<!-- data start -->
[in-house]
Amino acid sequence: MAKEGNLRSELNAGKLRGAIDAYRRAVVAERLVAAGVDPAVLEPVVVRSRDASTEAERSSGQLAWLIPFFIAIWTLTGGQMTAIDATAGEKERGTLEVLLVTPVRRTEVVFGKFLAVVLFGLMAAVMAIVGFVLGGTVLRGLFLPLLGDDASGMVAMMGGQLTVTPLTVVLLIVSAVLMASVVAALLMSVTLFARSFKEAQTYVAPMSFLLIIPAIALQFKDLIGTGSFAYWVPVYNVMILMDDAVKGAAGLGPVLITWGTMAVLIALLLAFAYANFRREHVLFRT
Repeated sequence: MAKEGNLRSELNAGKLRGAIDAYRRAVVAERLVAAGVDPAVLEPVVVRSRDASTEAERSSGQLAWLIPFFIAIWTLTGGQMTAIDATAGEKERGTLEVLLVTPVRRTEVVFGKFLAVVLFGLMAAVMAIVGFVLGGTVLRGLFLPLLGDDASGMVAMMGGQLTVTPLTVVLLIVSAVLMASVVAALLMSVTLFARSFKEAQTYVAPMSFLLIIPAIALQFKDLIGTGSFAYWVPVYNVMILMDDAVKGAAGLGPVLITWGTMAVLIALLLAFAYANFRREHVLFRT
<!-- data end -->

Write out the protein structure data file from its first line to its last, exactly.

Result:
[in-house]
Amino acid sequence: MAKEGNLRSELNAGKLRGAIDAYRRAVVAERLVAAGVDPAVLEPVVVRSRDASTEAERSSGQLAWLIPFFIAIWTLTGGQMTAIDATAGEKERGTLEVLLVTPVRRTEVVFGKFLAVVLFGLMAAVMAIVGFVLGGTVLRGLFLPLLGDDASGMVAMMGGQLTVTPLTVVLLIVSAVLMASVVAALLMSVTLFARSFKEAQTYVAPMSFLLIIPAIALQFKDLIGTGSFAYWVPVYNVMILMDDAVKGAAGLGPVLITWGTMAVLIALLLAFAYANFRREHVLFRT
Repeated sequence: MAKEGNLRSELNAGKLRGAIDAYRRAVVAERLVAAGVDPAVLEPVVVRSRDASTEAERSSGQLAWLIPFFIAIWTLTGGQMTAIDATAGEKERGTLEVLLVTPVRRTEVVFGKFLAVVLFGLMAAVMAIVGFVLGGTVLRGLFLPLLGDDASGMVAMMGGQLTVTPLTVVLLIVSAVLMASVVAALLMSVTLFARSFKEAQTYVAPMSFLLIIPAIALQFKDLIGTGSFAYWVPVYNVMILMDDAVKGAAGLGPVLITWGTMAVLIALLLAFAYANFRREHVLFRT